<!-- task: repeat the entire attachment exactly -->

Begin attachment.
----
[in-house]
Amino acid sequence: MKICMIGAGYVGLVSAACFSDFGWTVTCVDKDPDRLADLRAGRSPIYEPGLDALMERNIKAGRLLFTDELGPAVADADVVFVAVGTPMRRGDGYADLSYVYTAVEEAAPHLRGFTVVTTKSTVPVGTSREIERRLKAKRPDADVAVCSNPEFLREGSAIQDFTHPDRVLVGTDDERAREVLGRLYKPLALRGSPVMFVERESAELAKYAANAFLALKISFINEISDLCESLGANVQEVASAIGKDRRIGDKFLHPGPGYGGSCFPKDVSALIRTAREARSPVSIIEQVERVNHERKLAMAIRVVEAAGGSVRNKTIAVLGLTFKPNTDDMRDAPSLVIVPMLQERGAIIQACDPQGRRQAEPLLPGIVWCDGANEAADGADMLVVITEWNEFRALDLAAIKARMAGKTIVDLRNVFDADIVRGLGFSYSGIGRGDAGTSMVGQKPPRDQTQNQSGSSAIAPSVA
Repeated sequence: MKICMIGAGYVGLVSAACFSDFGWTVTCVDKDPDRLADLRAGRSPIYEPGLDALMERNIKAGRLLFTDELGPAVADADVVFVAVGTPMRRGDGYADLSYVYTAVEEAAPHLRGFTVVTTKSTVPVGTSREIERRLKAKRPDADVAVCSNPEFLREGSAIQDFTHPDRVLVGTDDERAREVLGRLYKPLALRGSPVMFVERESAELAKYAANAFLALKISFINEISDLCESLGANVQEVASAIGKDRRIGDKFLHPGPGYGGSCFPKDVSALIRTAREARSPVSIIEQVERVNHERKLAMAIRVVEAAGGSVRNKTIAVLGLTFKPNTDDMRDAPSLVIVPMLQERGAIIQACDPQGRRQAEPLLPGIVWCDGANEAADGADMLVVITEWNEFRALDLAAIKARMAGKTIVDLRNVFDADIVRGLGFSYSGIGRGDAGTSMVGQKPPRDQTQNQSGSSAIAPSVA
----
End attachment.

[in-house]
Amino acid sequence: MKICMIGAGYVGLVSAACFSDFGWTVTCVDKDPDRLADLRAGRSPIYEPGLDALMERNIKAGRLLFTDELGPAVADADVVFVAVGTPMRRGDGYADLSYVYTAVEEAAPHLRGFTVVTTKSTVPVGTSREIERRLKAKRPDADVAVCSNPEFLREGSAIQDFTHPDRVLVGTDDERAREVLGRLYKPLALRGSPVMFVERESAELAKYAANAFLALKISFINEISDLCESLGANVQEVASAIGKDRRIGDKFLHPGPGYGGSCFPKDVSALIRTAREARSPVSIIEQVERVNHERKLAMAIRVVEAAGGSVRNKTIAVLGLTFKPNTDDMRDAPSLVIVPMLQERGAIIQACDPQGRRQAEPLLPGIVWCDGANEAADGADMLVVITEWNEFRALDLAAIKARMAGKTIVDLRNVFDADIVRGLGFSYSGIGRGDAGTSMVGQKPPRDQTQNQSGSSAIAPSVA
Repeated sequence: MKICMIGAGYVGLVSAACFSDFGWTVTCVDKDPDRLADLRAGRSPIYEPGLDALMERNIKAGRLLFTDELGPAVADADVVFVAVGTPMRRGDGYADLSYVYTAVEEAAPHLRGFTVVTTKSTVPVGTSREIERRLKAKRPDADVAVCSNPEFLREGSAIQDFTHPDRVLVGTDDERAREVLGRLYKPLALRGSPVMFVERESAELAKYAANAFLALKISFINEISDLCESLGANVQEVASAIGKDRRIGDKFLHPGPGYGGSCFPKDVSALIRTAREARSPVSIIEQVERVNHERKLAMAIRVVEAAGGSVRNKTIAVLGLTFKPNTDDMRDAPSLVIVPMLQERGAIIQACDPQGRRQAEPLLPGIVWCDGANEAADGADMLVVITEWNEFRALDLAAIKARMAGKTIVDLRNVFDADIVRGLGFSYSGIGRGDAGTSMVGQKPPRDQTQNQSGSSAIAPSVA